Louisiana alumnus and track & field Olympian Hollis Conway, basketball star Alana Beard, multi-sport standout Dan Childress, basketball pioneer Gayle Hatch, multi-sport coach Dahrie Koenig, competitor-coach Frances Lyles and football coach Donnie Perron make up the seven-member class to be inducted into the Louisiana High School Sports Hall of Fame during a 6:30 p.m. ceremony January 26th.

Conway prepped at Shreveport's Fair Park High and went on to become one of the nation's most recognized track athletes, earning silver and bronze Olympic medals in the high jump. At Fair Park, Conway excelled in all three jumps, winning individual state titles in both the high jump and triple jump in indoor and outdoor track in 1985. He set four state-meet records in winning the 1985 high jump, ultimately jumping 7 feet, 2 inches.

Beard, a WNBA standout with the Washington Mystics, is among the youn est inductees selected to join the Louisiana High School Athletic Association-Louisiana High School Coaches Association honor group. During her four-year career at Shreveport's Southwood High, Beard played on four Class 5A state championship teams. She posted career average of 17.7 points per game and is Southwood's all-time leader in scoring and steals. Beard scored a tournament-record 48 points in the 2000 title game.

Childress competed in football, baseball and track for Ruston High from 1980-83 and led the Bearcats to the Class 4A state football title in 1982 while playing for his father, Hall of Famer Chick Childress. Along the way, Childress set school records for attempts (475), completions (278), yardage (3,350) and touchdowns (29). In baseball, he was an outfielder and had a three-year batting average of .356, including a .401 mark as a senior. He was a district track champion in the javelin.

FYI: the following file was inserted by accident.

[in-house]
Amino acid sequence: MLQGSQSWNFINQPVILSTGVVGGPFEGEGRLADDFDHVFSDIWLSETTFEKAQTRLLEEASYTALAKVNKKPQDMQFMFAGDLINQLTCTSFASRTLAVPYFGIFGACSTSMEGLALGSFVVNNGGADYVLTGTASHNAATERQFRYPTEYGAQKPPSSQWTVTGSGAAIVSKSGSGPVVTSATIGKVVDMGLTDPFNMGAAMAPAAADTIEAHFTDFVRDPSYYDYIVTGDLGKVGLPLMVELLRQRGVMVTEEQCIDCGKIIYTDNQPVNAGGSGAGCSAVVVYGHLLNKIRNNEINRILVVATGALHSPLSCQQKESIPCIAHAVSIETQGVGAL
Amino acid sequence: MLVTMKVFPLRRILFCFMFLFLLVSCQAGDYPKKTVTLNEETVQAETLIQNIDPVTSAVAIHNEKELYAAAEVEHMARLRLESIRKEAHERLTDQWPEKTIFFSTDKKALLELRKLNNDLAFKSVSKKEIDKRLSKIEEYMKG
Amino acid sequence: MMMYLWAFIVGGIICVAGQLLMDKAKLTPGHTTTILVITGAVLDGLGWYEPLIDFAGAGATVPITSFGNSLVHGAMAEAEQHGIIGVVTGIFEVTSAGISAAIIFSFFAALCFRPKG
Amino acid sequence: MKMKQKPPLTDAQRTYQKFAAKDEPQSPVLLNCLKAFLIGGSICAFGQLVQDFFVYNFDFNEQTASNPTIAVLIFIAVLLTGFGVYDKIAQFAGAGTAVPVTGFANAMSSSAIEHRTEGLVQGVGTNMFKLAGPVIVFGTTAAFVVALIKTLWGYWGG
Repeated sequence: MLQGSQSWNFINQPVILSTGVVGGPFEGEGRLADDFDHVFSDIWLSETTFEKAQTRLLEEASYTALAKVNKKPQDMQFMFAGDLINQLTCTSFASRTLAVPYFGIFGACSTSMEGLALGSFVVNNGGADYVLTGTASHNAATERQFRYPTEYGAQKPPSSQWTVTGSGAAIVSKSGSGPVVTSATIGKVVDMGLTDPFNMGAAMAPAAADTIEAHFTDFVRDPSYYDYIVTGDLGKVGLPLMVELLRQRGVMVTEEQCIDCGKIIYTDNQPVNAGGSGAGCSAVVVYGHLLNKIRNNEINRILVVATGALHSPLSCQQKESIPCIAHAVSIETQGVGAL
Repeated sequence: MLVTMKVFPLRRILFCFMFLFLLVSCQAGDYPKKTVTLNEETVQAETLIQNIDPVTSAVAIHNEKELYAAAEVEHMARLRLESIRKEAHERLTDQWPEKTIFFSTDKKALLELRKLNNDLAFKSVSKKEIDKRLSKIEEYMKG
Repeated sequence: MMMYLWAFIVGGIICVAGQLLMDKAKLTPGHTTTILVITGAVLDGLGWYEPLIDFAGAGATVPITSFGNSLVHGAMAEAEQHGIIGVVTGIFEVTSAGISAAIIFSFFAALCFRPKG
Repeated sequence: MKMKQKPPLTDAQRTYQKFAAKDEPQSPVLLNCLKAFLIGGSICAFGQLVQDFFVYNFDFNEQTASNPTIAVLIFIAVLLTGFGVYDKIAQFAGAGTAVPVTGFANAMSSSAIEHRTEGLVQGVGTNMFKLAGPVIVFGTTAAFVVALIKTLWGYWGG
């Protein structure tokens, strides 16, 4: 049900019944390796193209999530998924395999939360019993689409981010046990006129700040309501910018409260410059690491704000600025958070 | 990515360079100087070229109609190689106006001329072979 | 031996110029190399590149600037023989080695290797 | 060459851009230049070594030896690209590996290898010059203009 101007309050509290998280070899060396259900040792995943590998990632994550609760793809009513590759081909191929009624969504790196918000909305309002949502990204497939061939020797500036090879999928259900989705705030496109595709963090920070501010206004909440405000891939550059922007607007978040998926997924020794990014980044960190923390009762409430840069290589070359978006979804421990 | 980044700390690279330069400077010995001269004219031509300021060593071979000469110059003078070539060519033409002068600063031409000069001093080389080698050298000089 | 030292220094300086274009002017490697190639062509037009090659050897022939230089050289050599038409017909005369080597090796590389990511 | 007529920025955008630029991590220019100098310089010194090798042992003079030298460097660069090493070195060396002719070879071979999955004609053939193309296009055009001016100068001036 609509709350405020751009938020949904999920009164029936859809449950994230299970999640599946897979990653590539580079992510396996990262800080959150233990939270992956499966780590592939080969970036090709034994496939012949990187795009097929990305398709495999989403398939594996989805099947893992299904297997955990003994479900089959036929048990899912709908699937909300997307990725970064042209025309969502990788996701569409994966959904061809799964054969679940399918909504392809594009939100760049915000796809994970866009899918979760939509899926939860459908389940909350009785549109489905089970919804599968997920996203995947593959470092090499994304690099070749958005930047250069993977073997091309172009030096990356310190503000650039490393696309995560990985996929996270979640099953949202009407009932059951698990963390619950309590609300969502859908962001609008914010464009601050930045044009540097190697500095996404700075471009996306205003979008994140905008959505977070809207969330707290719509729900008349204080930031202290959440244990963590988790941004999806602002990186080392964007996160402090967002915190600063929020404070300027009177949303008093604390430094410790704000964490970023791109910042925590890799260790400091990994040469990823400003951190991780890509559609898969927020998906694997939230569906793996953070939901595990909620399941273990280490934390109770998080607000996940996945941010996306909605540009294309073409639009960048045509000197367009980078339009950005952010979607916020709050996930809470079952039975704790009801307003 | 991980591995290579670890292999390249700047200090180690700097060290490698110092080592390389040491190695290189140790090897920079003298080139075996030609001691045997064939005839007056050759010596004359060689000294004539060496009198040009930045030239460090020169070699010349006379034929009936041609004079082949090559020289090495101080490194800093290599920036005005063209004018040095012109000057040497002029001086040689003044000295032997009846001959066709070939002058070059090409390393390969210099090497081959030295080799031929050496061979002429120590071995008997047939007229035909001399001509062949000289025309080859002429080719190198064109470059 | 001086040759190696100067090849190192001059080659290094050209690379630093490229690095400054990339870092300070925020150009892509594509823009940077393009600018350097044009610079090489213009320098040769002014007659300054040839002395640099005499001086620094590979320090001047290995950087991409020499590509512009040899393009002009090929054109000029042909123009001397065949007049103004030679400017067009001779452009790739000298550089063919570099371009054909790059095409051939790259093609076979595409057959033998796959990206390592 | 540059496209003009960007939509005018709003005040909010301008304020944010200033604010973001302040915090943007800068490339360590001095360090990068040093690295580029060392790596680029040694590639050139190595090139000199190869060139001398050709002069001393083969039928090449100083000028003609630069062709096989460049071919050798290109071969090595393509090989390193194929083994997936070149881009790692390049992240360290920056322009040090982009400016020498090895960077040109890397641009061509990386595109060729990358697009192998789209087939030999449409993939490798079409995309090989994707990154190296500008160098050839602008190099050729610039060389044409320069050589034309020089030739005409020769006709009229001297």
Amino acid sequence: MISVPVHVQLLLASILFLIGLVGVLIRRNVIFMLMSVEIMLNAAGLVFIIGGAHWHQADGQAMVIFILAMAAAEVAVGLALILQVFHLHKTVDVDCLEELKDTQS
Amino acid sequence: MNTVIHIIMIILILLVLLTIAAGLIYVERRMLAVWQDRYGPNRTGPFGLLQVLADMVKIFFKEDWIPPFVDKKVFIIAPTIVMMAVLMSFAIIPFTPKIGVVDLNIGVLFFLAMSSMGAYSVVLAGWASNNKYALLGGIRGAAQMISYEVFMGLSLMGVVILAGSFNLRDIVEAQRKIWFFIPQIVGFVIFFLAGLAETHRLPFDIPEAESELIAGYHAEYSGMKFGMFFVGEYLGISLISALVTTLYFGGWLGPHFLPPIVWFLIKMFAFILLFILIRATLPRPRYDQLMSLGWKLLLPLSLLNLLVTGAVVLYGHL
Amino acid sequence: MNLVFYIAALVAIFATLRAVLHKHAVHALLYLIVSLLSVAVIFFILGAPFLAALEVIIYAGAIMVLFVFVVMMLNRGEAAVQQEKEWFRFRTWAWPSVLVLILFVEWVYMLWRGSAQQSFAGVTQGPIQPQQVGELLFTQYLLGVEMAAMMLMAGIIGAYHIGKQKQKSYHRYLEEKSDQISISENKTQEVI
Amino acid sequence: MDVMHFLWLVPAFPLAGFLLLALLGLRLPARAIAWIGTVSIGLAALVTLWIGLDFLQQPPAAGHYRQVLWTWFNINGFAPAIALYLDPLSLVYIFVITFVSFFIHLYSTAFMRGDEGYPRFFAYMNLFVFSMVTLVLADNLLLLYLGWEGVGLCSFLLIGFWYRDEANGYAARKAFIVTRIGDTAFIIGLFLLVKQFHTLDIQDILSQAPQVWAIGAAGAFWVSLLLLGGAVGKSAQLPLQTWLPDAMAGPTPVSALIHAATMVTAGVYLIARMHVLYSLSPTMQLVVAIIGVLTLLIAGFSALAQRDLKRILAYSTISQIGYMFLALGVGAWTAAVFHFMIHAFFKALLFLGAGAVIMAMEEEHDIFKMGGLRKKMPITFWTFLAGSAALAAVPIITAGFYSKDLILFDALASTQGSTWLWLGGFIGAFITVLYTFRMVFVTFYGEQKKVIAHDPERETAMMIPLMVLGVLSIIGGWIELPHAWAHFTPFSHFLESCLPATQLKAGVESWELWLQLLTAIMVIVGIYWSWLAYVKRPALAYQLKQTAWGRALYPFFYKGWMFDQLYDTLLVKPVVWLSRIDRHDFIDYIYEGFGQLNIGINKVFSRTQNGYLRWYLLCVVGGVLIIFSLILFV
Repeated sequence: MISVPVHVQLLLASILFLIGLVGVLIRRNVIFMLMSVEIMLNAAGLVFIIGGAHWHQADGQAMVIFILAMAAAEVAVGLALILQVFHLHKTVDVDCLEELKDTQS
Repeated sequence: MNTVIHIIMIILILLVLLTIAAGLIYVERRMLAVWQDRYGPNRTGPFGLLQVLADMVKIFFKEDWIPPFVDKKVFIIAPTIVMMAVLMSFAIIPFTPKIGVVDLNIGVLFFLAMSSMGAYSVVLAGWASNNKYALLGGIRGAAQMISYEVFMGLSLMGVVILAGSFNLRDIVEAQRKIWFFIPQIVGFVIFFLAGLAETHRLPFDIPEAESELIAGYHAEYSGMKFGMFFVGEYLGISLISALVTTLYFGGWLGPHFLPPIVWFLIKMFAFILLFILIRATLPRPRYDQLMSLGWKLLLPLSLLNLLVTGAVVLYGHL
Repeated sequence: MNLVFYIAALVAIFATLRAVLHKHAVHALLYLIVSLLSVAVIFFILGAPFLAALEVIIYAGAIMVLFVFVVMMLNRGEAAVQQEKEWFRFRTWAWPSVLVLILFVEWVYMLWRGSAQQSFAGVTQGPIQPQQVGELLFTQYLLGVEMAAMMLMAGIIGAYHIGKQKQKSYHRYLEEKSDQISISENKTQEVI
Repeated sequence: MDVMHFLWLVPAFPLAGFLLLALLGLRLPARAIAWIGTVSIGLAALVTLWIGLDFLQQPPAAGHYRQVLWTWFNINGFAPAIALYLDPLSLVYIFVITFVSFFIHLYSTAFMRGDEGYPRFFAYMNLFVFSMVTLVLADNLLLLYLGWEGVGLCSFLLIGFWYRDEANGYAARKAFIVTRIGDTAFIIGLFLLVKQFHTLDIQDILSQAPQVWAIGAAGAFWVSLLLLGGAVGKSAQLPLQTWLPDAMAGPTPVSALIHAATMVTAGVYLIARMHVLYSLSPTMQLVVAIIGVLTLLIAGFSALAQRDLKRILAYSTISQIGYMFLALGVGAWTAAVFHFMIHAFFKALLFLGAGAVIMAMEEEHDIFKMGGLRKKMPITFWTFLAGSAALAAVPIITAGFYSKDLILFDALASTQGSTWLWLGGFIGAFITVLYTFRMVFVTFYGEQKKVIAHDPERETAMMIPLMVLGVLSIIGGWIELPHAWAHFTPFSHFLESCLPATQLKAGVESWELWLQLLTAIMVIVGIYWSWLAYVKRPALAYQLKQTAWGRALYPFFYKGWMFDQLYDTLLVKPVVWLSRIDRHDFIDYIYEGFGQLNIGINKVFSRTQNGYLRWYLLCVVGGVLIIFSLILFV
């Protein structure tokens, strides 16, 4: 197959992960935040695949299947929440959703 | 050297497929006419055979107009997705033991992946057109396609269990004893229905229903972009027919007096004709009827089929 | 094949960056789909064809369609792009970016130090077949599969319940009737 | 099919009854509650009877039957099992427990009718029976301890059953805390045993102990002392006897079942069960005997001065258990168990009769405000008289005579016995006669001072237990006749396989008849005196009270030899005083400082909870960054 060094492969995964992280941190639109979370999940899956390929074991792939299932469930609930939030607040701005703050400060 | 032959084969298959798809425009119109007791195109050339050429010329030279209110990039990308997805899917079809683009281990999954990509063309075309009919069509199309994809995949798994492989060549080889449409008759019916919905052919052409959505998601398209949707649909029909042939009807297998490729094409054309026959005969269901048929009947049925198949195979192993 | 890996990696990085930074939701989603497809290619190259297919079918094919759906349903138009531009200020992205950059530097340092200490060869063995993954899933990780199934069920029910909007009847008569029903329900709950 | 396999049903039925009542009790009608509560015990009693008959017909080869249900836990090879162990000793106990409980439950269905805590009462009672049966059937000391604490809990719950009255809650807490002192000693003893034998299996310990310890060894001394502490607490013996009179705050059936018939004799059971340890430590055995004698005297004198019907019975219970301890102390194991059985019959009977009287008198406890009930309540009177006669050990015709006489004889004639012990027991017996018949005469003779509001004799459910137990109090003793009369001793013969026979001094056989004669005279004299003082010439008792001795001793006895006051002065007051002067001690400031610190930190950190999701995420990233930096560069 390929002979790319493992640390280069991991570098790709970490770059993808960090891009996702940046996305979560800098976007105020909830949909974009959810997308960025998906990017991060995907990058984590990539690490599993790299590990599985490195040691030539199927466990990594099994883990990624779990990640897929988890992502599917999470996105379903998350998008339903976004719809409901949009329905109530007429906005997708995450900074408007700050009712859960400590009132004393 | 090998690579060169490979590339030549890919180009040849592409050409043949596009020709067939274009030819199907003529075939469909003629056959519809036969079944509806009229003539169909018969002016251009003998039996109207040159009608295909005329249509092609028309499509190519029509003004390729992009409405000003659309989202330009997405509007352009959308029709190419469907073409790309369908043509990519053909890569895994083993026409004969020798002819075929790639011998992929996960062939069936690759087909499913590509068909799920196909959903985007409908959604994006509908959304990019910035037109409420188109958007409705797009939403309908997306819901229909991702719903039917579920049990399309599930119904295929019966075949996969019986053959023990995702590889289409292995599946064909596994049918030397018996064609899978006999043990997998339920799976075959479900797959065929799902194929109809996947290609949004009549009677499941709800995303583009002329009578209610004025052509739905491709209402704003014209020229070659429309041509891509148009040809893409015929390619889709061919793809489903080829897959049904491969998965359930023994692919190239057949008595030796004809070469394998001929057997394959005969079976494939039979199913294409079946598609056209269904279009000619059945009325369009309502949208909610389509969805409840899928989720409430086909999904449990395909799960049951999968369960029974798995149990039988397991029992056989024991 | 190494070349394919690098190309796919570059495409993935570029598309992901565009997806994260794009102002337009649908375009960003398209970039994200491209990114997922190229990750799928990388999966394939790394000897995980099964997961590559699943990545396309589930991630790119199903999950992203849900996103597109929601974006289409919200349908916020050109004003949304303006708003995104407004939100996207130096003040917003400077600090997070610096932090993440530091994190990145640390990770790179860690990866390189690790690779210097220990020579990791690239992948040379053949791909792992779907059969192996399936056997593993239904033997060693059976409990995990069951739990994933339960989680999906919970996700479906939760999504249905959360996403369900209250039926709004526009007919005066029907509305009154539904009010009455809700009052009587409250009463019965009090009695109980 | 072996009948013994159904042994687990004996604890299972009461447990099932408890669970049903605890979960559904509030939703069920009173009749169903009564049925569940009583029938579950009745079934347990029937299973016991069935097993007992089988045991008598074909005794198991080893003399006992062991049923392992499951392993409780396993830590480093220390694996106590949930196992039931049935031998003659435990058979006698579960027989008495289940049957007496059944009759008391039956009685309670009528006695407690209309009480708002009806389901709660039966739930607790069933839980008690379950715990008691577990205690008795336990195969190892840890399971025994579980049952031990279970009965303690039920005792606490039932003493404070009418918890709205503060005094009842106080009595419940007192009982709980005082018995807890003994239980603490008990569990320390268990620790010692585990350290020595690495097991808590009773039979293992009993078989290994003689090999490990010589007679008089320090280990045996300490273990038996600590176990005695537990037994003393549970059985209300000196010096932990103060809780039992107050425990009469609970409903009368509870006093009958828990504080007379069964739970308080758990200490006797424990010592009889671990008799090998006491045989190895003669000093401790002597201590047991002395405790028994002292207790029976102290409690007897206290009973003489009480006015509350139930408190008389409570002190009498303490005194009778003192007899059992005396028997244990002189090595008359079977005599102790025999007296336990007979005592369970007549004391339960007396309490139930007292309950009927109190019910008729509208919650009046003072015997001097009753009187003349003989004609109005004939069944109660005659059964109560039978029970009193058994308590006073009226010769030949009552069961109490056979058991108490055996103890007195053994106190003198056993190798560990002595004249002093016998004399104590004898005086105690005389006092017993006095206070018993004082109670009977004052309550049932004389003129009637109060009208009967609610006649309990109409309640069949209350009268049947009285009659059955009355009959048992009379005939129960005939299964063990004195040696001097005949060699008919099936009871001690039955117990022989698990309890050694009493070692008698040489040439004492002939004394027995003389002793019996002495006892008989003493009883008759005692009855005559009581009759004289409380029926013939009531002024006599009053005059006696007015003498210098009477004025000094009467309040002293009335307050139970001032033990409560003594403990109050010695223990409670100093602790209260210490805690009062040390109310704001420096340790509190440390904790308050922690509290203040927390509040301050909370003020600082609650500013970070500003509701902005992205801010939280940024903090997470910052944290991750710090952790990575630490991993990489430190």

Hatch is perhaps best known as an Olympic weightlifting coach who led the U.S. team in the 2004 Olympics. Long before that, Hatch was a basketball standout who netted high school all-America honors during a four-year career at Catholic High-Baton Rouge that ended in 1957. As a senior in 1956-57, Hatch averaged 34.5 points and 22.5 rebounds per game in the playoffs and was the state's top scorer. He also lettered three years in both football and track.

Koenig was a successful volleyball, track, cross country and girls basketball coach for Delcambre starting in the early 1970s. She helped start all three girls programs at the school and spent 28 years as head volleyball coach, winning a state title in 1984 and posting two runner-up finishes. In track, Koenig coached state-meet qualifiers for 26 straight years and had four state runner-up finishers. She coached the DHS girls basketball team to a district title in 1981.

Lyles played for Hall of Fame coach Edna "Tiny" Tarbutton during the golden era of Baskin High girls basketball in the late 1940s and went onto coach at Bastrop, Crowville and Mangham. As a player, Lyles averaged 16 points per game, earned all-state honors twice and was part of teams that combined for a 135-0 record through 1949-50. Lyles coached Bastrop to a state runner-up finish in girls basketball and compiled a 185-91 record at Mangham from 1976-87. She also won three state titles in girls track.

Perron's coaching career began in 1971 at Port Sulphur, but he is best known for the 26 years he spent as football coach at Port Barre, winning a Class 2A state title in 2002 and recording a runner-up finish in 1999. During his career, Perron tallied a record of 257-93 for a .793 winning percentage. His teams won 14 district football titles. Perron also coached Port Sulphur to a state track title in 1974.


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